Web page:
CIANA Explains: Will Public Charge Affect Me?


The Trump Administration’s “public charge” rule has been the subject of much controversy since it was first announced in August 2018. Originally scheduled to go into effect October 15, 2019, a federal judge in Manhattan temporarily blocked Public Charge from going into effect on its scheduled date. The federal Department of Justice will most likely appeal this ruling.

This past August, the Trump administration published a final draft of the Public Charge rule, which outlines how one may be deemed a public charge.

What has changed with the “final” rule?

The final rule will now apply to a specific set of individuals who receive certain government benefits and along with the totality of their circumstances, such as age, income, and education, are determined to be a public charge. They will be examined based on the public benefits they receive, such as Medicaid, SNAP, and public housing, in order to decide whether or not they should be denied entry or receive a green card.

What is difficult about this rule change is that becoming a public charge is not automatically predicated on receiving any of these public benefits. An individual might be considered a public charge if they receive certain benefits that are identified by the Department of Homeland Security (DHS), and are also submitting an application for green card, nonimmigrant visa, or extending an existing visa. The rule change does not apply to those who are considering applying in the future nor to those who have applied prior to October 15, 2019.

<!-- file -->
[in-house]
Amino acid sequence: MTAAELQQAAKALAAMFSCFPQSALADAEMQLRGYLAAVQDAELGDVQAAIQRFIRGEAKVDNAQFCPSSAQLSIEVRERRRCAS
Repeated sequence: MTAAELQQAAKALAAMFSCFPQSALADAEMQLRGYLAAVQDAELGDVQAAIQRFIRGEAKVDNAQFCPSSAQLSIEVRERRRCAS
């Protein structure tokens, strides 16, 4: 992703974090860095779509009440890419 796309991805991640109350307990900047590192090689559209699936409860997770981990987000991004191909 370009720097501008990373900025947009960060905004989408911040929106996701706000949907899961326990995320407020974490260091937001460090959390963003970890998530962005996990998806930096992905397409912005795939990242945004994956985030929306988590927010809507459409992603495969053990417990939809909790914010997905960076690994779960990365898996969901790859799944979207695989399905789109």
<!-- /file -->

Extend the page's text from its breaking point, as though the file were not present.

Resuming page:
Who does the new public charge not apply to and which benefits are exempt?

The new rule does NOT apply to the following individuals:

U.S. citizens, even if the U.S. citizen is related to a noncitizen who is subjected to the public charge ruling

  • Existing green card holders

  • Refugees and asylees

  • Special immigrant visas given to immigrants of specific origin

  • Non-immigrant trafficking and crime victims (T and U visas)

  • Applicants and recipients of the Violence Against Women Act, special immigrant juveniles, or to those who DHS has granted a waiver of public charge inadmissibility